Petraeus retired from the U.S. Army on August 31, 2011. His retirement ceremony was held at Joint Base Myer–Henderson Hall.[183][184] During this ceremony, he was awarded the Army Distinguished Service Medal by Deputy Secretary of Defense William J. Lynn.[185] During the ceremony, Lynn noted that Petraeus had played an important role as both a combat leader and strategist in the post-9/11 world. Lynn also cited General Petraeus's efforts in current counter insurgency strategy.[186]

Admiral Michael Mullen, Chairman of the Joint Chiefs of Staff in his remarks compared General Petraeus to Ulysses S. Grant, John J. Pershing, George Marshall and Dwight D. Eisenhower as one of the great battle captains of American history.[187] With his four-star rank, Petraeus receives an annual pension of about $220,000.[188]

Dates of rank[edit]

Rank Date
US Army O1 shoulderboard rotated.svg Second lieutenant June 5, 1974[189]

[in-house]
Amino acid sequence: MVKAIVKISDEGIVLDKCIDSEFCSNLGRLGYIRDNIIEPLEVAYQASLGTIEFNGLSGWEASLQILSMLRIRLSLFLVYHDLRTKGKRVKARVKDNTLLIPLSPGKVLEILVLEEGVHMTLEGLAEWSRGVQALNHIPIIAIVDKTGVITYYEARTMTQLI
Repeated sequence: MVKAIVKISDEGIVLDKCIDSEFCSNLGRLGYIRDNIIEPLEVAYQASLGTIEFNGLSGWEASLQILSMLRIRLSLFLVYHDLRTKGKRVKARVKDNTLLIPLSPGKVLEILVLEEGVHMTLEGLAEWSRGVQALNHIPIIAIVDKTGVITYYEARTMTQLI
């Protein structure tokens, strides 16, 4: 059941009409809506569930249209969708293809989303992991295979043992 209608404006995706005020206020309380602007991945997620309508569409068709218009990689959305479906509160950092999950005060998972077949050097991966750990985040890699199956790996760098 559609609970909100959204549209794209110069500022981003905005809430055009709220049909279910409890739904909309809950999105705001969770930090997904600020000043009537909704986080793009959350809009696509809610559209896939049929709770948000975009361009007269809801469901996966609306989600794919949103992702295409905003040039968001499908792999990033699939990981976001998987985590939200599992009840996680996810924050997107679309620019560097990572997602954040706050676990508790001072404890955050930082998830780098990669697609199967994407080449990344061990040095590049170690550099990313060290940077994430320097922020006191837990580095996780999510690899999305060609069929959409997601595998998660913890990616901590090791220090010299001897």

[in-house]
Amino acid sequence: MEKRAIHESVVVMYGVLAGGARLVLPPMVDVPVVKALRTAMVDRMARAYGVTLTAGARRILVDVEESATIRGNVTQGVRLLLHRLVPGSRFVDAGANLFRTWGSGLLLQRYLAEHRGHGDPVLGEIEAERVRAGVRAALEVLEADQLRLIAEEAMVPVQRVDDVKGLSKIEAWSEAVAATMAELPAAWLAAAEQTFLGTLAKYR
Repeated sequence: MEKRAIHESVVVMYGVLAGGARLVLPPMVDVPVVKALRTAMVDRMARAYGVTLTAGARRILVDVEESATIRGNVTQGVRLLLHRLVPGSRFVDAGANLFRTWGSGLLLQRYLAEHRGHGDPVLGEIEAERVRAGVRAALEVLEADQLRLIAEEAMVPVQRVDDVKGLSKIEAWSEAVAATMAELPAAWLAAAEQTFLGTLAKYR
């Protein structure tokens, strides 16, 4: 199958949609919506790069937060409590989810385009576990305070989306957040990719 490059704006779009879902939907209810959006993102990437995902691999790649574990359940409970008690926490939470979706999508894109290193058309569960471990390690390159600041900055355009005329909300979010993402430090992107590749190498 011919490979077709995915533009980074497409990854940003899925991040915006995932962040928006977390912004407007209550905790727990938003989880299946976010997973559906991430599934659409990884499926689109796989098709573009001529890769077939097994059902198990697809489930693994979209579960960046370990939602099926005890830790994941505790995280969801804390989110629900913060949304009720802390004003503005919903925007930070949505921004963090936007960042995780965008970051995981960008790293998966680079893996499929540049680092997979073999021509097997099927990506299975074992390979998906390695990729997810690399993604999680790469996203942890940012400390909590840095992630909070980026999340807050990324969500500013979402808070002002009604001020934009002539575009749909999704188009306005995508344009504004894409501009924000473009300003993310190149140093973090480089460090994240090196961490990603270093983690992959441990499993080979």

US Army O2 shoulderboard rotated.svg First lieutenant June 5, 1976[189]
US Army O3 shoulderboard rotated.svg Captain August 8, 1978[189]
US Army O4 shoulderboard rotated.svg Major August 1, 1985[189]
U.S. Army O-5 shoulderboard rotated (1959–2015).svg Lieutenant colonel April 1, 1991[189]
US Army O6 shoulderboard rotated.svg Colonel September 1, 1995[189]
US Army O7 shoulderboard rotated.svg Brigadier general January 1, 2000[189]
US Army O8 shoulderboard rotated.svg Major general January 1, 2003[189]
US Army O9 shoulderboard rotated.svg Lieutenant general May 18, 2004[189]
US Army O10 shoulderboard rotated.svg General February 10, 2007[189]